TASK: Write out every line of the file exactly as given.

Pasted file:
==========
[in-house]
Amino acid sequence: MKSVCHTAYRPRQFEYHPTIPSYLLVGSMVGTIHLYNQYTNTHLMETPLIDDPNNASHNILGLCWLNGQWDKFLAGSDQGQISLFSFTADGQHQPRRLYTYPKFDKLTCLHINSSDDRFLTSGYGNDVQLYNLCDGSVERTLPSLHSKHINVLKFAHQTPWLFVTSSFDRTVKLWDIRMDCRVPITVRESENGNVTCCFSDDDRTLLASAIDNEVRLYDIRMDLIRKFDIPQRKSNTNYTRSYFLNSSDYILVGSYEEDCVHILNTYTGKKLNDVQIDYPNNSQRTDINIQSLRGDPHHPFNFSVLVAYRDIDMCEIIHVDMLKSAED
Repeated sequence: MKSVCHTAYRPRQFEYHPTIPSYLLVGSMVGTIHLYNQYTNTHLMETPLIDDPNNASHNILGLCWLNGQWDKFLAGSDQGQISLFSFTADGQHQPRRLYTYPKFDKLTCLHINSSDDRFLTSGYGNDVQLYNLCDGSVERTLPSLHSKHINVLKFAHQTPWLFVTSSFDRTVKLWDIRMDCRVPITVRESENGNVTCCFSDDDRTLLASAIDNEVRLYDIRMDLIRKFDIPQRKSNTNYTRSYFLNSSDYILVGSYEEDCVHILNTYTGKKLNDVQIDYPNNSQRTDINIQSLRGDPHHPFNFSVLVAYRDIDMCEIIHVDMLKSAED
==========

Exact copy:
[in-house]
Amino acid sequence: MKSVCHTAYRPRQFEYHPTIPSYLLVGSMVGTIHLYNQYTNTHLMETPLIDDPNNASHNILGLCWLNGQWDKFLAGSDQGQISLFSFTADGQHQPRRLYTYPKFDKLTCLHINSSDDRFLTSGYGNDVQLYNLCDGSVERTLPSLHSKHINVLKFAHQTPWLFVTSSFDRTVKLWDIRMDCRVPITVRESENGNVTCCFSDDDRTLLASAIDNEVRLYDIRMDLIRKFDIPQRKSNTNYTRSYFLNSSDYILVGSYEEDCVHILNTYTGKKLNDVQIDYPNNSQRTDINIQSLRGDPHHPFNFSVLVAYRDIDMCEIIHVDMLKSAED
Repeated sequence: MKSVCHTAYRPRQFEYHPTIPSYLLVGSMVGTIHLYNQYTNTHLMETPLIDDPNNASHNILGLCWLNGQWDKFLAGSDQGQISLFSFTADGQHQPRRLYTYPKFDKLTCLHINSSDDRFLTSGYGNDVQLYNLCDGSVERTLPSLHSKHINVLKFAHQTPWLFVTSSFDRTVKLWDIRMDCRVPITVRESENGNVTCCFSDDDRTLLASAIDNEVRLYDIRMDLIRKFDIPQRKSNTNYTRSYFLNSSDYILVGSYEEDCVHILNTYTGKKLNDVQIDYPNNSQRTDINIQSLRGDPHHPFNFSVLVAYRDIDMCEIIHVDMLKSAED